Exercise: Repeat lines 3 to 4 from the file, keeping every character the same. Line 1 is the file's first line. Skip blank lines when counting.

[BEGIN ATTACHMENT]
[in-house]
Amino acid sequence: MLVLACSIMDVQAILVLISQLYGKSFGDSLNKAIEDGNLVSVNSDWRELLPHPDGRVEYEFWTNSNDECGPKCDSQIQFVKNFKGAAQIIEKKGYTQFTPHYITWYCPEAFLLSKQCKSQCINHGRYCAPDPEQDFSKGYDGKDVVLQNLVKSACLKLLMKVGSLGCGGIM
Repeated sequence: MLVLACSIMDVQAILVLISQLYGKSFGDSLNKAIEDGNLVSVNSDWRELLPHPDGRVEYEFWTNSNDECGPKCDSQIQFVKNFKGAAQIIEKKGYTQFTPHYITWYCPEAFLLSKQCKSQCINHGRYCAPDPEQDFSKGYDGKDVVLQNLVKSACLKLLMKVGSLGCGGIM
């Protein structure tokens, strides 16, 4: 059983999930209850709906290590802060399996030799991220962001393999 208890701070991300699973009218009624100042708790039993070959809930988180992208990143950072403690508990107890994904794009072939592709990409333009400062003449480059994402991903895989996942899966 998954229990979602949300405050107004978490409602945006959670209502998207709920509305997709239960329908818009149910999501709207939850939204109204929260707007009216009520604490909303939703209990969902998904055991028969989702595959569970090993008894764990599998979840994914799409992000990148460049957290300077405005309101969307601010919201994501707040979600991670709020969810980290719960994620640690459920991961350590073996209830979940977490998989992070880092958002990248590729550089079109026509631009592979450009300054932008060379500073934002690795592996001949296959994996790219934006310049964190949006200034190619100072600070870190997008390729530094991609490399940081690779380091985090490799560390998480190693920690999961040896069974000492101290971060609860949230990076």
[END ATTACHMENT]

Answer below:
Repeated sequence: MLVLACSIMDVQAILVLISQLYGKSFGDSLNKAIEDGNLVSVNSDWRELLPHPDGRVEYEFWTNSNDECGPKCDSQIQFVKNFKGAAQIIEKKGYTQFTPHYITWYCPEAFLLSKQCKSQCINHGRYCAPDPEQDFSKGYDGKDVVLQNLVKSACLKLLMKVGSLGCGGIM
């Protein structure tokens, strides 16, 4: 059983999930209850709906290590802060399996030799991220962001393999 208890701070991300699973009218009624100042708790039993070959809930988180992208990143950072403690508990107890994904794009072939592709990409333009400062003449480059994402991903895989996942899966 998954229990979602949300405050107004978490409602945006959670209502998207709920509305997709239960329908818009149910999501709207939850939204109204929260707007009216009520604490909303939703209990969902998904055991028969989702595959569970090993008894764990599998979840994914799409992000990148460049957290300077405005309101969307601010919201994501707040979600991670709020969810980290719960994620640690459920991961350590073996209830979940977490998989992070880092958002990248590729550089079109026509631009592979450009300054932008060379500073934002690795592996001949296959994996790219934006310049964190949006200034190619100072600070870190997008390729530094991609490399940081690779380091985090490799560390998480190693920690999961040896069974000492101290971060609860949230990076």